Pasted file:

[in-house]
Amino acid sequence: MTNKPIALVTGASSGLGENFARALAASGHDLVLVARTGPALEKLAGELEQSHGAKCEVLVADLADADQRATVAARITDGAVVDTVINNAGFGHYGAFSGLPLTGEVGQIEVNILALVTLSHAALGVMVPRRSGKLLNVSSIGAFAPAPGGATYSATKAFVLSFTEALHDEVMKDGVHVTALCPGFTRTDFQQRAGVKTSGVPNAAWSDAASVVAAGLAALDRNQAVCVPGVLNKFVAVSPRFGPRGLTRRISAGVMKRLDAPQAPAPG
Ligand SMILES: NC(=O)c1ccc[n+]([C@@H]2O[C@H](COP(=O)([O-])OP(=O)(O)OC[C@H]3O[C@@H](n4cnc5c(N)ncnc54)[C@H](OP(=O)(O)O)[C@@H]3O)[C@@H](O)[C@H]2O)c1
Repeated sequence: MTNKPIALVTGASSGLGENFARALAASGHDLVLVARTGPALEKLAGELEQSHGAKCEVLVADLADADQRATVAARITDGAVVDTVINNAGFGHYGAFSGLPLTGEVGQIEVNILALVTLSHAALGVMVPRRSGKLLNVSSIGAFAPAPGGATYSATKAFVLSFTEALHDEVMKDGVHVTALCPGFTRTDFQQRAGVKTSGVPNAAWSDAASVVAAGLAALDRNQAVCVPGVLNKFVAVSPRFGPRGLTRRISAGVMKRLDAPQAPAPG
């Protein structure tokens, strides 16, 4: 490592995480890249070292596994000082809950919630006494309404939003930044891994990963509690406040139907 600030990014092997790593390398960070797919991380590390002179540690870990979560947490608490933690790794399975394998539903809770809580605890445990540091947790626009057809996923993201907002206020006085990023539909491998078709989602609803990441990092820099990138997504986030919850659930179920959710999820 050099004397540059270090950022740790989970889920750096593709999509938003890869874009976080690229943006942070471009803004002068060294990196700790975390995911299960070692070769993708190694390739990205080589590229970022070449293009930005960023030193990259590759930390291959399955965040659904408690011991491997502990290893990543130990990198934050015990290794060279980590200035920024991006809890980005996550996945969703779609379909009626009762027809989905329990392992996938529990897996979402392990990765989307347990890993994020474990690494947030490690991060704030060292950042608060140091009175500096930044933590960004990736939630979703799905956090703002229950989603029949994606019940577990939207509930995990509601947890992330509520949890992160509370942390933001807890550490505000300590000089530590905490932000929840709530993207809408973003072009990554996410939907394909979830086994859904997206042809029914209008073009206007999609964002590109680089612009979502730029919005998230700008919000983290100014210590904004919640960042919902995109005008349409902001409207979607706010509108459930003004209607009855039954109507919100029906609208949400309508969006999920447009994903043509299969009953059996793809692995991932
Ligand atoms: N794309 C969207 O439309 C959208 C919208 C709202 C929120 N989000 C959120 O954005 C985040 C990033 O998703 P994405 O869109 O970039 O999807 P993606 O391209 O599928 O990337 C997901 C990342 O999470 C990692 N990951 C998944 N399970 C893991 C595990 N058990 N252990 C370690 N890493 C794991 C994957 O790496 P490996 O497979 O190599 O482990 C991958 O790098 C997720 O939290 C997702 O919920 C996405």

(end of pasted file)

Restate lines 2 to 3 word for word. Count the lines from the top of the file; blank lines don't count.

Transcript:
Amino acid sequence: MTNKPIALVTGASSGLGENFARALAASGHDLVLVARTGPALEKLAGELEQSHGAKCEVLVADLADADQRATVAARITDGAVVDTVINNAGFGHYGAFSGLPLTGEVGQIEVNILALVTLSHAALGVMVPRRSGKLLNVSSIGAFAPAPGGATYSATKAFVLSFTEALHDEVMKDGVHVTALCPGFTRTDFQQRAGVKTSGVPNAAWSDAASVVAAGLAALDRNQAVCVPGVLNKFVAVSPRFGPRGLTRRISAGVMKRLDAPQAPAPG
Ligand SMILES: NC(=O)c1ccc[n+]([C@@H]2O[C@H](COP(=O)([O-])OP(=O)(O)OC[C@H]3O[C@@H](n4cnc5c(N)ncnc54)[C@H](OP(=O)(O)O)[C@@H]3O)[C@@H](O)[C@H]2O)c1